JSE - Jamaica Stock Exchange

Jamaica has one principal stock exchange and that is the Jamaica Stock Exchange, which is known as the JSE. The JSE was first founded in 1968 in Kingston, Jamaica and is currently being run by the executive chairman, Roy Johnson at 40 Harbour Street, Kingston. The main objective of the JSE is to promote logical development of the stock market and exchange in Jamaica, ensure high standards of stock market and Broker-members, develop and enforce rules and provide needed facilities.

Since January 2000 the Jamaica Stock Exchange has been trading on an automated trading platform, named Sunrise. Automated trading provides greater efficiency and accuracy as well as increased processing speed and less operating costs and many more. The main benefit apart from operation is its global attractiveness by taking on generally accepted international standards. Five of the companies listed with the JSE stock exchange are the Bank of Nova Scotia Jamaica Ltd, Goodyear Jamaica Ltd, Cable and Wireless Jamaica Ltd, Hardware and lumber and Jamaica Pegasus Ltd.

Jamaica has wonderful natural resources, specifically bauxite (aluminum ore), and the right climate to attract tourism and for agricultural use. Bauxite was first discovered in the 1940’s, and from there the bauxite-alumina industry shifted Jamaica’s focus and economy away from sugar and bananas and to minerals instead. Thirty years later and Jamaica became the leading exporter of these minerals in the world as foreign investments increased. The Jamaica Stock Exchange plays a significant role in the economy of the country.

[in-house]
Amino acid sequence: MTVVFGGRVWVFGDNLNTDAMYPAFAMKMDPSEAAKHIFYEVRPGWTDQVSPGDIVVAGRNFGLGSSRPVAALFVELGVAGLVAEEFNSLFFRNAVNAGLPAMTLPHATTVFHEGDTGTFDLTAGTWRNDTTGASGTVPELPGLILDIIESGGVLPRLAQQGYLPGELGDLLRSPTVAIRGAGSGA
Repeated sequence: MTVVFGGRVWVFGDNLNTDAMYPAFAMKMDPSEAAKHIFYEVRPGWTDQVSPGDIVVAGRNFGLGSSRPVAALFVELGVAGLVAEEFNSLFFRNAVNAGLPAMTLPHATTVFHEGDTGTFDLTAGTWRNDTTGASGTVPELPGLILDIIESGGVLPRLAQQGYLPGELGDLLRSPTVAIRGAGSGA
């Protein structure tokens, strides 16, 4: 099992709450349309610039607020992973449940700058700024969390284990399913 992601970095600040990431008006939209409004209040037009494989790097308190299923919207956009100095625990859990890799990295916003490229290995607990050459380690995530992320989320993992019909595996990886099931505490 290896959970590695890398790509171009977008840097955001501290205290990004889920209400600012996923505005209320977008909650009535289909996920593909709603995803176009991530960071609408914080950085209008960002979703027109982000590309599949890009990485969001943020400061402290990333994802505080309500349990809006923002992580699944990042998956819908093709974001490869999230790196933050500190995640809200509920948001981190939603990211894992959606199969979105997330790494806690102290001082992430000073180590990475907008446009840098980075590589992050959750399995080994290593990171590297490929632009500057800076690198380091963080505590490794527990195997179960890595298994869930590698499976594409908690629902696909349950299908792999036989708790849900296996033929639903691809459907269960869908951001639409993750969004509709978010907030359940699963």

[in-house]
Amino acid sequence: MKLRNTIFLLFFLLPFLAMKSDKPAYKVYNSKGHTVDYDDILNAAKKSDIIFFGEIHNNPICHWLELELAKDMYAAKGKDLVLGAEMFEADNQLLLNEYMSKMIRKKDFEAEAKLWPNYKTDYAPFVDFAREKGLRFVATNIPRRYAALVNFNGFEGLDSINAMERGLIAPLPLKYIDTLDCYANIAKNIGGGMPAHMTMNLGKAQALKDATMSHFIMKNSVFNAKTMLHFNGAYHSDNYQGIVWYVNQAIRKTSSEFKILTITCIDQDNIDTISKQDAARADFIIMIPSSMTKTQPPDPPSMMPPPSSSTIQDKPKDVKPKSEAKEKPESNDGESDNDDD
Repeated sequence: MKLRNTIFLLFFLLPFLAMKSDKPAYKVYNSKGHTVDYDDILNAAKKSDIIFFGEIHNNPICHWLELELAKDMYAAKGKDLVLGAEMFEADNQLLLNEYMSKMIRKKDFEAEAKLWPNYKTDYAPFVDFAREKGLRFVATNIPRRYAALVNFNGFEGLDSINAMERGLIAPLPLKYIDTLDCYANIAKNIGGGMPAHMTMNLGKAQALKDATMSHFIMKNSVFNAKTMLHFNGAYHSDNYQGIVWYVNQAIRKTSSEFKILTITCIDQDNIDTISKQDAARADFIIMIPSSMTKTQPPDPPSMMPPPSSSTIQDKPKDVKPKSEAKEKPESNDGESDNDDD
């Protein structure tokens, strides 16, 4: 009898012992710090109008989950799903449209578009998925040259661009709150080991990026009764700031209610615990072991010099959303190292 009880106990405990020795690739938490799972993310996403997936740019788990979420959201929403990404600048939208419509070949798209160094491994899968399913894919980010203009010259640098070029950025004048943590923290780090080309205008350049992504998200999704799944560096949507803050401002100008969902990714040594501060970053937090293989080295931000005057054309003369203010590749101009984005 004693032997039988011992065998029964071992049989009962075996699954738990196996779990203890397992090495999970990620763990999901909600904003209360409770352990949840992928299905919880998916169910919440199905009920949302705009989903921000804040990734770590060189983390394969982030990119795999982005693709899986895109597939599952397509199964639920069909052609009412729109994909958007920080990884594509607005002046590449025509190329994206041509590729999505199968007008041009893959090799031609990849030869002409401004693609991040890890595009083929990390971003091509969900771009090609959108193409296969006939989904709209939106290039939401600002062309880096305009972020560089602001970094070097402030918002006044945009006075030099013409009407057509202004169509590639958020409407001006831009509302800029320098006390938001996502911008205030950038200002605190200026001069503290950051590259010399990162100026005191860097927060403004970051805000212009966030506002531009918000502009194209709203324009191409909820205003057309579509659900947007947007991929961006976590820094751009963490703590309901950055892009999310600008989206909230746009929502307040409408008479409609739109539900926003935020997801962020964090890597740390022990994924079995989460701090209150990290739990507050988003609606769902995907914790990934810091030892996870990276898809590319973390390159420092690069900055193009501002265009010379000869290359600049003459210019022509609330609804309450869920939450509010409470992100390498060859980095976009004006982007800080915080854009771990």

The GDP or the purchasing power parity of Jamaica came to a total of US$11.3billion with a growth rate of 1.9% in 2004. The GDP per capita came to US$4,100 and was made up of three sectors, Agriculture 6.1%, Industry 32.7% and Services being the largest at 61.3%. Jamaica’s main industries is made up of tourism, food processing, bauxite, light manufacturing, textiles, rum, chemical products, metal, paper and cement. Agriculturally, Jamaica produces sugarcane, coffee, bananas, potatoes, citrus, vegetables, goats, poultry and milk.

At the end of 1999 the total exports by Jamaica was worth $1.4 billion and was made up of alumia, sugar, bauxite, bananas and rum and these were sent to the United States, Canada, European Union and the United Kingdom. Imports into the country came to $2.7 billion and were made up of machinery and transport equipment, fuel, food, construction materials, chemicals and fertilizers. Jamaica’s import partners are United States, Latin America, Caricom and the European Union.

 

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